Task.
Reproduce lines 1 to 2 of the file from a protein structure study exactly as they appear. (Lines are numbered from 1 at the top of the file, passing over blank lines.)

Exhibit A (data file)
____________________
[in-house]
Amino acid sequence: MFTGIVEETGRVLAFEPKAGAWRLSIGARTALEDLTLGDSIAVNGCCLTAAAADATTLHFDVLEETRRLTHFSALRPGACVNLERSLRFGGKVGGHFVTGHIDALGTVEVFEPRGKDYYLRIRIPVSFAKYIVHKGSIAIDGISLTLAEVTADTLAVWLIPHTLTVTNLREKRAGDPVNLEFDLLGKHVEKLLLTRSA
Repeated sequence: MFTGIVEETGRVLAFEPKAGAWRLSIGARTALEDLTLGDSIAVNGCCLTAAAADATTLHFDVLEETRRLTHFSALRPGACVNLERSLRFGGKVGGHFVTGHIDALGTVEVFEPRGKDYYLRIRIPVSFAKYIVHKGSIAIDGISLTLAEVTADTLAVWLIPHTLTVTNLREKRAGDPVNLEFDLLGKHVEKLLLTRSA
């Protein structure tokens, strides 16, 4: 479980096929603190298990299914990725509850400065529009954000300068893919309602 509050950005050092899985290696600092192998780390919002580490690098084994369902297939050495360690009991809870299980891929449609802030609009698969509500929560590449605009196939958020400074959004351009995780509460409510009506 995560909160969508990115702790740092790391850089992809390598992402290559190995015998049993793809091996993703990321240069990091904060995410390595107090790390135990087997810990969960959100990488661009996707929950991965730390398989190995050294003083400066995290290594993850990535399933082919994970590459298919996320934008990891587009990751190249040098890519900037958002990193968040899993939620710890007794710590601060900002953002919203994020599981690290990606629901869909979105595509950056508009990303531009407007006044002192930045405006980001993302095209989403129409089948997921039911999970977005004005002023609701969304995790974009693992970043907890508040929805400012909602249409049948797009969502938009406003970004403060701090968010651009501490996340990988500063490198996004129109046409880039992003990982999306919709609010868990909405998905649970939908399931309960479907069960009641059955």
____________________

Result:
[in-house]
Amino acid sequence: MFTGIVEETGRVLAFEPKAGAWRLSIGARTALEDLTLGDSIAVNGCCLTAAAADATTLHFDVLEETRRLTHFSALRPGACVNLERSLRFGGKVGGHFVTGHIDALGTVEVFEPRGKDYYLRIRIPVSFAKYIVHKGSIAIDGISLTLAEVTADTLAVWLIPHTLTVTNLREKRAGDPVNLEFDLLGKHVEKLLLTRSA